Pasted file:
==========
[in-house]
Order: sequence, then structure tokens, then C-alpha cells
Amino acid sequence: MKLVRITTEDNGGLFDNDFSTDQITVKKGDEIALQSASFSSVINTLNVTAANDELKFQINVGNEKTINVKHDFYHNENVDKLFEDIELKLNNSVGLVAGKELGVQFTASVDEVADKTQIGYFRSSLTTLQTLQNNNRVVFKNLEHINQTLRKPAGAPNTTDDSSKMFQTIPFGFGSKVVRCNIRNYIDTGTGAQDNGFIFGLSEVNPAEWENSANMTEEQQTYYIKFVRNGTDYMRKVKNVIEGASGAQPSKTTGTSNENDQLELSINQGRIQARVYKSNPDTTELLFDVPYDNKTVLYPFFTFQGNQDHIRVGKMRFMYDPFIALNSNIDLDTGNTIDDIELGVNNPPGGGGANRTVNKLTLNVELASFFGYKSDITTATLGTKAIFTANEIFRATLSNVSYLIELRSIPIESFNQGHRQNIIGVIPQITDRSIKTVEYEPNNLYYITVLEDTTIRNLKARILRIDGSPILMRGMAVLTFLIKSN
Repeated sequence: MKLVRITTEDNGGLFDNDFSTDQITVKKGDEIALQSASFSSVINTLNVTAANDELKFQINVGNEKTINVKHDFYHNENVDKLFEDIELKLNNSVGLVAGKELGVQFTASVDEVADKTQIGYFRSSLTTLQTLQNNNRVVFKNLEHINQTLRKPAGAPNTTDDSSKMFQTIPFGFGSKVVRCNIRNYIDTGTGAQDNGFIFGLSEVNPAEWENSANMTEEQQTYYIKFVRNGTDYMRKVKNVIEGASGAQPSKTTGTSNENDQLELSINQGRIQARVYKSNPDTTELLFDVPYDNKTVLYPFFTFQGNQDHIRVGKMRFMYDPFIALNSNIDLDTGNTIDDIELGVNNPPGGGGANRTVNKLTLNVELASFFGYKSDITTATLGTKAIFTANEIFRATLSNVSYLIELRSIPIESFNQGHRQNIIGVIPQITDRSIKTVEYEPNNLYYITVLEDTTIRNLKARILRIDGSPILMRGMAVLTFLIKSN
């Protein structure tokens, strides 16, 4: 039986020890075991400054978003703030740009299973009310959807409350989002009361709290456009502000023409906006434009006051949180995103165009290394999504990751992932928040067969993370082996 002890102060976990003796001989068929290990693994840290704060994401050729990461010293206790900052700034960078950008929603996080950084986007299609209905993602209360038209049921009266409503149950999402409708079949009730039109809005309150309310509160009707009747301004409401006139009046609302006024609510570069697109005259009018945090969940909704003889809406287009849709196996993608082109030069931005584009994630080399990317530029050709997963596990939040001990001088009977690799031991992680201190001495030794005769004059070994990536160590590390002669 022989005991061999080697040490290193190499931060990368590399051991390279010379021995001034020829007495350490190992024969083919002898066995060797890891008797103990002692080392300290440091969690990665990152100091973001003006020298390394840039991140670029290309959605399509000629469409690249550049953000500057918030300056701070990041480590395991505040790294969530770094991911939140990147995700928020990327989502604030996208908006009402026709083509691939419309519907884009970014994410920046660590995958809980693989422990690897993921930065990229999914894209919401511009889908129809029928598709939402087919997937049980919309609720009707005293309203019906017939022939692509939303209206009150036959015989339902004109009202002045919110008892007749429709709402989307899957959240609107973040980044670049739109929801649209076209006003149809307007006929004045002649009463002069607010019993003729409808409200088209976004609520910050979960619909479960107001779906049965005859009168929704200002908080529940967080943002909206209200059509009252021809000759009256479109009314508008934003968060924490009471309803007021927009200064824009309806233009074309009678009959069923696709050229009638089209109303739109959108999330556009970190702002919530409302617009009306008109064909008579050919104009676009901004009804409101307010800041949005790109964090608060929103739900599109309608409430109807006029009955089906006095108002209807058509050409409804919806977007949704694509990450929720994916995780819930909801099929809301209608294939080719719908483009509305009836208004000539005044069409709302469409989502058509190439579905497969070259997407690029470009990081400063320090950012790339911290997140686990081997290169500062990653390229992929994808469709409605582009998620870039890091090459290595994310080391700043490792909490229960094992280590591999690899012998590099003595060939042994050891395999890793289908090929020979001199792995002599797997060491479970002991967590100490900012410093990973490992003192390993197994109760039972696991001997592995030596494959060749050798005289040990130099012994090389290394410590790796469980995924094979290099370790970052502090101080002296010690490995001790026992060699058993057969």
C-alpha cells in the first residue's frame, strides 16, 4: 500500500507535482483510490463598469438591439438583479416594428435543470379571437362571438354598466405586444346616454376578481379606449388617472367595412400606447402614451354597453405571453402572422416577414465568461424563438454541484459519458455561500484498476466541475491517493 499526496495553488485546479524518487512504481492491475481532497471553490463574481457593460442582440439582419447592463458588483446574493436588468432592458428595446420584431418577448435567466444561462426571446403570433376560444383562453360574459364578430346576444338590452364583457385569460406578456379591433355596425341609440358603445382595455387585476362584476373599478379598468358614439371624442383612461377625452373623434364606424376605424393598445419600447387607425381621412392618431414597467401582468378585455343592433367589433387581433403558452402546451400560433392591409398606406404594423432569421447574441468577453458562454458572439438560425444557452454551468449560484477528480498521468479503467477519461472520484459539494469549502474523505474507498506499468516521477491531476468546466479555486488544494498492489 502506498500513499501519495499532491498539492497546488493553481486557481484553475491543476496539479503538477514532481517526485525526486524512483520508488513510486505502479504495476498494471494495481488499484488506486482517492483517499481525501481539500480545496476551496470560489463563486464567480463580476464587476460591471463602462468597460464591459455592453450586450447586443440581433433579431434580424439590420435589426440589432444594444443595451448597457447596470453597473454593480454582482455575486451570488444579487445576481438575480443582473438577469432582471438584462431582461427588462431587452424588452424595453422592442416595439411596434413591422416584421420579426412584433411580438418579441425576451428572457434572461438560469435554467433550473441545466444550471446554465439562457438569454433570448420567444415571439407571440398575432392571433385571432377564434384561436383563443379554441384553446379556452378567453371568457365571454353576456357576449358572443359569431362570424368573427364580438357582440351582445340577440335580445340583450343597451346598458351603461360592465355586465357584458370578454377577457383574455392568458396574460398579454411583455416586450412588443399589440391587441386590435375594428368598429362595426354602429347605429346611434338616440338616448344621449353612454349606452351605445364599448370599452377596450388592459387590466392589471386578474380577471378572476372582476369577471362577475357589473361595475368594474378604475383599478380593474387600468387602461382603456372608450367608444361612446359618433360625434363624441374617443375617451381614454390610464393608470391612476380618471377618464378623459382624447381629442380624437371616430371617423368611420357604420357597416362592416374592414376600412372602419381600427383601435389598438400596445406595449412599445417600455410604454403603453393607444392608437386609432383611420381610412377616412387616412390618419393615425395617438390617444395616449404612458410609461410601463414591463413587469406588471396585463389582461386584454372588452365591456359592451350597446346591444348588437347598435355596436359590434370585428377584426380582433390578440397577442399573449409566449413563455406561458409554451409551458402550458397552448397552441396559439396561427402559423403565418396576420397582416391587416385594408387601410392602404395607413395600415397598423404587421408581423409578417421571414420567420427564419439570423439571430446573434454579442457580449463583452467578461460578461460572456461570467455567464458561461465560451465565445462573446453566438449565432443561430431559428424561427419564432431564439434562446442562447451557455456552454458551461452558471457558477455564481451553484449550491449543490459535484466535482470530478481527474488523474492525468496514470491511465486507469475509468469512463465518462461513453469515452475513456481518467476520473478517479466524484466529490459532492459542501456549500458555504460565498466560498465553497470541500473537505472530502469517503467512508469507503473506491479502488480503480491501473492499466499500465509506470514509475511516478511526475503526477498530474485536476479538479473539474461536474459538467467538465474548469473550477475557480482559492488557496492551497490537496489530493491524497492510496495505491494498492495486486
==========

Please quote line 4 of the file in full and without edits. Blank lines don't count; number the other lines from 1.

Repeated sequence: MKLVRITTEDNGGLFDNDFSTDQITVKKGDEIALQSASFSSVINTLNVTAANDELKFQINVGNEKTINVKHDFYHNENVDKLFEDIELKLNNSVGLVAGKELGVQFTASVDEVADKTQIGYFRSSLTTLQTLQNNNRVVFKNLEHINQTLRKPAGAPNTTDDSSKMFQTIPFGFGSKVVRCNIRNYIDTGTGAQDNGFIFGLSEVNPAEWENSANMTEEQQTYYIKFVRNGTDYMRKVKNVIEGASGAQPSKTTGTSNENDQLELSINQGRIQARVYKSNPDTTELLFDVPYDNKTVLYPFFTFQGNQDHIRVGKMRFMYDPFIALNSNIDLDTGNTIDDIELGVNNPPGGGGANRTVNKLTLNVELASFFGYKSDITTATLGTKAIFTANEIFRATLSNVSYLIELRSIPIESFNQGHRQNIIGVIPQITDRSIKTVEYEPNNLYYITVLEDTTIRNLKARILRIDGSPILMRGMAVLTFLIKSN